A First for Minnesota
University of Minnesota cardiologists and oncologists are working together to minimize heart disease in cancer patients undergoing chemotherapy.
Helping cancer patients
minimize or prevent their risk
of developing heart disease
During and after cancer treatment, some oncology patients are also challenged by heart problems, including hypertension, heart failure, arrhythmias and valve disorders. It is acknowledged that several chemotherapy agents, especially when combined with radiation therapy, lead to cardiomyopathy.
Chemotherapy treatments target and kill specific cancer cells, but at the same time some of these life-saving agents can also damage heart muscle. The anthracycline class of chemotherapy agents (daunorubicin,adriamycin, doxorubicin, mitoxantrone) can lead to irreversible loss of heart function and congestive heart failure in as many as 15 percent of patients. Other agents such as the HER2 blocking drugs used in some breast cancer patients can also lead to less frequent and milder forms of heart disease.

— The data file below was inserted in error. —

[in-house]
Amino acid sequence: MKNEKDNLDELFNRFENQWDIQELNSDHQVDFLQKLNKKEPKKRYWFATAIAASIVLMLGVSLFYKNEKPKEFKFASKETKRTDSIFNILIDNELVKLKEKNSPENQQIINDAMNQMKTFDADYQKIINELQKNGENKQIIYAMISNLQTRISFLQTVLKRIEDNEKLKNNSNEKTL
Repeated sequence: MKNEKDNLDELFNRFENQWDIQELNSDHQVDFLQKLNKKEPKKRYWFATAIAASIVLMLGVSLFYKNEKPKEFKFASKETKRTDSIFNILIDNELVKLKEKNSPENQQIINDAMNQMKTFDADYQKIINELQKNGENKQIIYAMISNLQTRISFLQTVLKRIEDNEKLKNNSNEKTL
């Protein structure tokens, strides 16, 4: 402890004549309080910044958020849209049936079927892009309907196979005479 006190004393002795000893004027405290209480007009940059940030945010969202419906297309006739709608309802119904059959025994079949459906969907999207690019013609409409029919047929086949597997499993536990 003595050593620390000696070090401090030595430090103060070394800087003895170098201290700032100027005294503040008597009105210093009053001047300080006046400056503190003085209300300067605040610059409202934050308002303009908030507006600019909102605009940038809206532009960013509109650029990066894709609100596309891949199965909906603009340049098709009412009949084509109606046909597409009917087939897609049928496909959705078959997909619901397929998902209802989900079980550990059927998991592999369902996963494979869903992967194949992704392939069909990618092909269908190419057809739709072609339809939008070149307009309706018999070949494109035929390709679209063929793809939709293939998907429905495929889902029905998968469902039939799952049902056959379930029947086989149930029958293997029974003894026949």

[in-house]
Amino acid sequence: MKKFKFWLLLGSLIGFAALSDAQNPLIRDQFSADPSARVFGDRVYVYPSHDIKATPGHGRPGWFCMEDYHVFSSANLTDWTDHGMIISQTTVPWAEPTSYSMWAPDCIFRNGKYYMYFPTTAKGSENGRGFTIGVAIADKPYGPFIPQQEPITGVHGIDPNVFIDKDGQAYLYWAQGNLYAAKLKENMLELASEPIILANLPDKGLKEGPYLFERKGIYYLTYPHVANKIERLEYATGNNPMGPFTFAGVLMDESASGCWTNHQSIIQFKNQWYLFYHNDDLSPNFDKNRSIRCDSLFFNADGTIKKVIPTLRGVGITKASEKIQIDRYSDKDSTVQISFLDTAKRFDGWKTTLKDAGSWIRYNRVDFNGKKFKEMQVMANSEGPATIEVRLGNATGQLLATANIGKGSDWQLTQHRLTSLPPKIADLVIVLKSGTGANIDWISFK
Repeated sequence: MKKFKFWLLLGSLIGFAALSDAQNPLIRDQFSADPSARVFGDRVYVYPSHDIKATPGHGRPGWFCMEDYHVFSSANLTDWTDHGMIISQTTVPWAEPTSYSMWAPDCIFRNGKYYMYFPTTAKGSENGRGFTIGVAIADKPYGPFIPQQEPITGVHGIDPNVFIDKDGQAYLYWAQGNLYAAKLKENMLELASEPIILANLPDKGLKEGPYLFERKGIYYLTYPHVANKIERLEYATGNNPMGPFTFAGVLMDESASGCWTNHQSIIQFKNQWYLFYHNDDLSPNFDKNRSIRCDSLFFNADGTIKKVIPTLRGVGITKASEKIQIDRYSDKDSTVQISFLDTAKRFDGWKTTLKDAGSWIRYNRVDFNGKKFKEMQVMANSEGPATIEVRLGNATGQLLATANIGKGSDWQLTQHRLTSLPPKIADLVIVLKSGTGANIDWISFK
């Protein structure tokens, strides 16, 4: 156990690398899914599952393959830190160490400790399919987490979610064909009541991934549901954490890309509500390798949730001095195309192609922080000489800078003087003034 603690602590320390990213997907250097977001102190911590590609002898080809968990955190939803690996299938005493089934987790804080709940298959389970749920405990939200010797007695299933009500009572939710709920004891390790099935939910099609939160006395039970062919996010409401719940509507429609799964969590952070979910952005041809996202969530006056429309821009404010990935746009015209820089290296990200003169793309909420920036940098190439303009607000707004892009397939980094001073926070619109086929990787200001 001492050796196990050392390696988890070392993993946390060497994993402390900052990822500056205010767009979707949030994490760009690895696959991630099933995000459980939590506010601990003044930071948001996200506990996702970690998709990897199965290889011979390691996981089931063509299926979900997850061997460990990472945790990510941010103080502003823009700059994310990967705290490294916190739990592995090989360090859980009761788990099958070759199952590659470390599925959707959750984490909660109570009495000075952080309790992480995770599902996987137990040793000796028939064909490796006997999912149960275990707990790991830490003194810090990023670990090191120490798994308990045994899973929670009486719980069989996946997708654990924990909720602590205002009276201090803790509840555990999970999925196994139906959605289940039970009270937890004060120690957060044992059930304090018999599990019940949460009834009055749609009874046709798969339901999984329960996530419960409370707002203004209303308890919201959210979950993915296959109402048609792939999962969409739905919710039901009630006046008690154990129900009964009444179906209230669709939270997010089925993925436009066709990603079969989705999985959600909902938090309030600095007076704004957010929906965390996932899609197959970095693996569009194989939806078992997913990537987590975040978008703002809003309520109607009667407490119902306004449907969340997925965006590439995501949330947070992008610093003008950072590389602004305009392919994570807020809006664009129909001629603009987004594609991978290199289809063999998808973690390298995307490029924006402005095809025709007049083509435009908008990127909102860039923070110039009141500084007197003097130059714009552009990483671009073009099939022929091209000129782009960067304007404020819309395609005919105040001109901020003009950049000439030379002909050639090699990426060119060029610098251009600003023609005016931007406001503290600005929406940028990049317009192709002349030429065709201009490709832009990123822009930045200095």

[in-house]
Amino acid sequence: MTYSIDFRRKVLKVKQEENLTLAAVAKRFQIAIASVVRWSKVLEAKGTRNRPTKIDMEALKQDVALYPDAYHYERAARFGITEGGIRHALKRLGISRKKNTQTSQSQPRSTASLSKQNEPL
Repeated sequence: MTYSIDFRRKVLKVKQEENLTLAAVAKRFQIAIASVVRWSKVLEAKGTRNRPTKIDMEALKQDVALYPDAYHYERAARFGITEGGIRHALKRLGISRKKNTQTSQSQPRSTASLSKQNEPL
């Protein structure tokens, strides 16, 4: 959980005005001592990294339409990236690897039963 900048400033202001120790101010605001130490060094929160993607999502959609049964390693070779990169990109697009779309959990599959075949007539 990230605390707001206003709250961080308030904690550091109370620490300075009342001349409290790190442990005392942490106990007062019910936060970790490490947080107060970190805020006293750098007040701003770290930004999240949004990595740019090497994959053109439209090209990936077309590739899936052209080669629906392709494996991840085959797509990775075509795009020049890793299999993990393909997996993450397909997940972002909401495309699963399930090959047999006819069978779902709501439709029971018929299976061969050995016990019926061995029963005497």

As one of the first cardio-oncology programs in the Midwest, cardiologists at the University of Minnesota have been at the forefront of breakthroughs in cardiovascular care of cancer patients. Led by Suma Konety, M.D., and Gary Francis, M.D., the team uses the latest advanced imaging technology and a multidisciplinary team approach that includes complementary medicine, genetics, rehabilitation, and nutrition services. Preventive measures, early detection of heart damage, and management of cardiac complications associated with chemotherapy have demonstrated successful outcomes for cancer patients.